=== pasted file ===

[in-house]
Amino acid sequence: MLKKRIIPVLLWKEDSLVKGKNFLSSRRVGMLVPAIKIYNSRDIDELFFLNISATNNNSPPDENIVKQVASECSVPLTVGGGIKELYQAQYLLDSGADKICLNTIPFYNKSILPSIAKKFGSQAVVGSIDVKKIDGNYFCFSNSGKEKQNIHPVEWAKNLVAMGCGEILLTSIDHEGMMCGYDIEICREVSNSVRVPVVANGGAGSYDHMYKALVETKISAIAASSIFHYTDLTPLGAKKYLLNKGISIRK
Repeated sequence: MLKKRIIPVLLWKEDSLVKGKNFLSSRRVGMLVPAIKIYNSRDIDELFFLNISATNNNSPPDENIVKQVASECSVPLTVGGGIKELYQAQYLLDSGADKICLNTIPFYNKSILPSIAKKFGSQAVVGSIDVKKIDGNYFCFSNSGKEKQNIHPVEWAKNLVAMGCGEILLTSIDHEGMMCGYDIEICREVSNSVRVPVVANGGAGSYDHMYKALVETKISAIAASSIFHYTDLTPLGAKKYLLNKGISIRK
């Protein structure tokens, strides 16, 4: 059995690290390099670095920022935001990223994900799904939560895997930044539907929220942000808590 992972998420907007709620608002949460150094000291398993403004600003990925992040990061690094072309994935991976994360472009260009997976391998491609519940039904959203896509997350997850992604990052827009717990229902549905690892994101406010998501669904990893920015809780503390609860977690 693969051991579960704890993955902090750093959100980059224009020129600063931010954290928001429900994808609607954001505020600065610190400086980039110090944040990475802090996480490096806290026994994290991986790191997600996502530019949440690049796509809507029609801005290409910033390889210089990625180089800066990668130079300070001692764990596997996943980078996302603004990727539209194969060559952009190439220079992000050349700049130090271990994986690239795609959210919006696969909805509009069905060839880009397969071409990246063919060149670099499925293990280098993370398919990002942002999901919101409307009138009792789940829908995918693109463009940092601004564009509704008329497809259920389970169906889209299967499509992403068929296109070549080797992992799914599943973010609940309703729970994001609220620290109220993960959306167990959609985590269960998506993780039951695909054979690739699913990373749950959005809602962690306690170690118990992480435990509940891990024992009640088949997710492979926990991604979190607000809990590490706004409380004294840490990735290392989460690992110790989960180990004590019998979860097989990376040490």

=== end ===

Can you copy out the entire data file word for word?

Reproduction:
[in-house]
Amino acid sequence: MLKKRIIPVLLWKEDSLVKGKNFLSSRRVGMLVPAIKIYNSRDIDELFFLNISATNNNSPPDENIVKQVASECSVPLTVGGGIKELYQAQYLLDSGADKICLNTIPFYNKSILPSIAKKFGSQAVVGSIDVKKIDGNYFCFSNSGKEKQNIHPVEWAKNLVAMGCGEILLTSIDHEGMMCGYDIEICREVSNSVRVPVVANGGAGSYDHMYKALVETKISAIAASSIFHYTDLTPLGAKKYLLNKGISIRK
Repeated sequence: MLKKRIIPVLLWKEDSLVKGKNFLSSRRVGMLVPAIKIYNSRDIDELFFLNISATNNNSPPDENIVKQVASECSVPLTVGGGIKELYQAQYLLDSGADKICLNTIPFYNKSILPSIAKKFGSQAVVGSIDVKKIDGNYFCFSNSGKEKQNIHPVEWAKNLVAMGCGEILLTSIDHEGMMCGYDIEICREVSNSVRVPVVANGGAGSYDHMYKALVETKISAIAASSIFHYTDLTPLGAKKYLLNKGISIRK
């Protein structure tokens, strides 16, 4: 059995690290390099670095920022935001990223994900799904939560895997930044539907929220942000808590 992972998420907007709620608002949460150094000291398993403004600003990925992040990061690094072309994935991976994360472009260009997976391998491609519940039904959203896509997350997850992604990052827009717990229902549905690892994101406010998501669904990893920015809780503390609860977690 693969051991579960704890993955902090750093959100980059224009020129600063931010954290928001429900994808609607954001505020600065610190400086980039110090944040990475802090996480490096806290026994994290991986790191997600996502530019949440690049796509809507029609801005290409910033390889210089990625180089800066990668130079300070001692764990596997996943980078996302603004990727539209194969060559952009190439220079992000050349700049130090271990994986690239795609959210919006696969909805509009069905060839880009397969071409990246063919060149670099499925293990280098993370398919990002942002999901919101409307009138009792789940829908995918693109463009940092601004564009509704008329497809259920389970169906889209299967499509992403068929296109070549080797992992799914599943973010609940309703729970994001609220620290109220993960959306167990959609985590269960998506993780039951695909054979690739699913990373749950959005809602962690306690170690118990992480435990509940891990024992009640088949997710492979926990991604979190607000809990590490706004409380004294840490990735290392989460690992110790989960180990004590019998979860097989990376040490």